An inspiring video for lovers of fungi and macrophotography

When I was in 7th grade, my science teacher gave the class several project options, one of which was to collect specimens of fungi. I liked being outside, and was keen to do this particular assignment. Mom helped by suggesting a trip to Philippe Park in Safety Harbor (FL). Philippe Park is now manicured, butContinue reading “An inspiring video for lovers of fungi and macrophotography”

Pineapple to the rescue! Surviving amoebic dysentery and reducing eye floaters.

Once upon a time, pineapple saved my life. I was touring in Kenya and staying at a lodge near Lake Nakuru. I sat down to dinner and the first course was served—a cup of beef bullion. I held the spoon to my mouth, but couldn’t swallow. The thought of swallowing filled me with nausea. IContinue reading “Pineapple to the rescue! Surviving amoebic dysentery and reducing eye floaters.”

The Hairy Fungus That Wasn’t

I found this interesting, hairy fungus during a trek at Tillie K. Fowler Regional Park. Except it isn’t a fungus. It’s Myxogastria stemonitis, or Hairy Brown Slime Mold, or Chocolate Tube Slime Mold, or Pipe Cleaner Slime.  Hmm. But molds are fungi! True, but slime molds were only differentiated from fungi in the late 1800s.Continue reading “The Hairy Fungus That Wasn’t”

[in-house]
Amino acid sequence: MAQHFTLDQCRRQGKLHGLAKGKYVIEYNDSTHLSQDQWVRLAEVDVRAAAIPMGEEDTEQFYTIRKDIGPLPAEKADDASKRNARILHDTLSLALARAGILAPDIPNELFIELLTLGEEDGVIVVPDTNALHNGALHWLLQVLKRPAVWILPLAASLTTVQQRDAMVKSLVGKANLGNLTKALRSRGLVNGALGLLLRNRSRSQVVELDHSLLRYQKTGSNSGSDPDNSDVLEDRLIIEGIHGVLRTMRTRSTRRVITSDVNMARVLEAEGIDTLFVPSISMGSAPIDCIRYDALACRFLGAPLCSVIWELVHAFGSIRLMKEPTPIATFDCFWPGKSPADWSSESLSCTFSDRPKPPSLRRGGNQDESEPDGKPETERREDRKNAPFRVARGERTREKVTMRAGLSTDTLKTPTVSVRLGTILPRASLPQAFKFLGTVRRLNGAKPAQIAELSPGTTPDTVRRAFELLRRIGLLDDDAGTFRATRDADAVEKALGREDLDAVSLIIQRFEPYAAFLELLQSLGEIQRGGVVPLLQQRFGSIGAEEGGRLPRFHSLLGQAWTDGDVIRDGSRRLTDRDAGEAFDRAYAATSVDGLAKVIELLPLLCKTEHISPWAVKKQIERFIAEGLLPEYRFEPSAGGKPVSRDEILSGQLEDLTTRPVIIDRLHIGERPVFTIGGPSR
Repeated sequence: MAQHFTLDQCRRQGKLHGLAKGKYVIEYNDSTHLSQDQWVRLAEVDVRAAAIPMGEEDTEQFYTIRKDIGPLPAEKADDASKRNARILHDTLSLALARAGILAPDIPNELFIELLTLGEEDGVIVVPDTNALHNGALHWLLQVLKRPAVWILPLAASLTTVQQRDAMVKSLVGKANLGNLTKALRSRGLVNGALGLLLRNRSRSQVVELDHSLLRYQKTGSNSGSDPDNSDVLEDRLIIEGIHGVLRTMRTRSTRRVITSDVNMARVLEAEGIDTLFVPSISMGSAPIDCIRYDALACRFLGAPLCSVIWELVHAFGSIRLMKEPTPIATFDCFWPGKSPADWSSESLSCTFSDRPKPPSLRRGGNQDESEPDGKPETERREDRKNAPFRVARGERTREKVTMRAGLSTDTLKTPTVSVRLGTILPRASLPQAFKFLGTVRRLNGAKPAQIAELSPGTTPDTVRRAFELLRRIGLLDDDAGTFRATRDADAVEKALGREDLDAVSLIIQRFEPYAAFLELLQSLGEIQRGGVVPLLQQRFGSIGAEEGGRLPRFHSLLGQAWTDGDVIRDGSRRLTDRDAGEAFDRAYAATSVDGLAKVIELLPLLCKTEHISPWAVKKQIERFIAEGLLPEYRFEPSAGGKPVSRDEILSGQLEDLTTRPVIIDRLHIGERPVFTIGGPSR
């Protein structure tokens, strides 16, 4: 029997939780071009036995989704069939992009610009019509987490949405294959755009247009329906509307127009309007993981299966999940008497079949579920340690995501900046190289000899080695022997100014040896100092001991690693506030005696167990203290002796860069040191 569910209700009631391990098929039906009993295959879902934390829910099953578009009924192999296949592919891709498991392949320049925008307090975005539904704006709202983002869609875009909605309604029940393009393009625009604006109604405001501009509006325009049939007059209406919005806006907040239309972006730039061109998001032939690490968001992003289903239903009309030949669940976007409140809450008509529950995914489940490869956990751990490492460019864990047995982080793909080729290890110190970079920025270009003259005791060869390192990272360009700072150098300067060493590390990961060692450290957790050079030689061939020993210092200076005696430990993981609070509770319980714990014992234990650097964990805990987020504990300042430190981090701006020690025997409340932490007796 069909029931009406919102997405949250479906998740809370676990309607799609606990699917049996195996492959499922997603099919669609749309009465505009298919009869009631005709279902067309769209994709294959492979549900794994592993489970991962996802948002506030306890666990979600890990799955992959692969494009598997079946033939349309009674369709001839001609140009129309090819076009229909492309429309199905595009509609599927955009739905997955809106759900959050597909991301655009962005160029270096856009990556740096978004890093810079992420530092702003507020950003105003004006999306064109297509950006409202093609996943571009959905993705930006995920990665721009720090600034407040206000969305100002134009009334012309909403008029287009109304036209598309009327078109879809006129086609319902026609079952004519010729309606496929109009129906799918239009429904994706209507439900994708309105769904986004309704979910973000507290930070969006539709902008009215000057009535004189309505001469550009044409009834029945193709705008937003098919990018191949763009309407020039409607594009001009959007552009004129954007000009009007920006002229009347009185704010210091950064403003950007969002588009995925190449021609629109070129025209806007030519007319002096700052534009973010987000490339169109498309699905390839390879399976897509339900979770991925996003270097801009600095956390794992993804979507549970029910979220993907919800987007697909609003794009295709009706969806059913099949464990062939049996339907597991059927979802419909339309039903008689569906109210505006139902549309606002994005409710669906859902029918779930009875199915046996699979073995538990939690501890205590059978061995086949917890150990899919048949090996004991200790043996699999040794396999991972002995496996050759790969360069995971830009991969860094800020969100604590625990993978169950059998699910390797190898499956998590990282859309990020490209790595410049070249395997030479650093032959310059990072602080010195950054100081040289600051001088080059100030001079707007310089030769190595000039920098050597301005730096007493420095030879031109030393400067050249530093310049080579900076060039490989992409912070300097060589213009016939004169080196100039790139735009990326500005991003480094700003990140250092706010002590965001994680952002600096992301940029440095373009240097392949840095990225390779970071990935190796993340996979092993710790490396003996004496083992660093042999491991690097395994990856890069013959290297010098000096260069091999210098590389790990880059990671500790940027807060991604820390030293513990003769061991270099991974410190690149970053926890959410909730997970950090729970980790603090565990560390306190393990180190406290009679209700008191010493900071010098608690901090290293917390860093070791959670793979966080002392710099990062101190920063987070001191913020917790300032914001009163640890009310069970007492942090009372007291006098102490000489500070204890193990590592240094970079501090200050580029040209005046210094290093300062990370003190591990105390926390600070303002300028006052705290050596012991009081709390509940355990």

Trees Infected by Spirits (or Cancer)

I was captivated by these trees, which have a mystical, storybook quality. This spirit tree appears to have flowing hair. It spreads its arms and blesses the world. However, this many-eyed tree is a quiet observer. What do you see? I see an old man’s face growing from this tree, although the tree itself isContinue reading “Trees Infected by Spirits (or Cancer)”

Sesbania punicea, a deadly invasive plant

At Sweetwater Wetlands Park in Gainesville, FL, I noticed a pair of wispy trees along the boardwalk. They had orange-red blooms, but it was the draping compound leaves that caught my attention. Other people have noticed the plant’s beauty as well, and Sesbania punicea has been widely imported from South America as an ornamental gardenContinue reading “Sesbania punicea, a deadly invasive plant”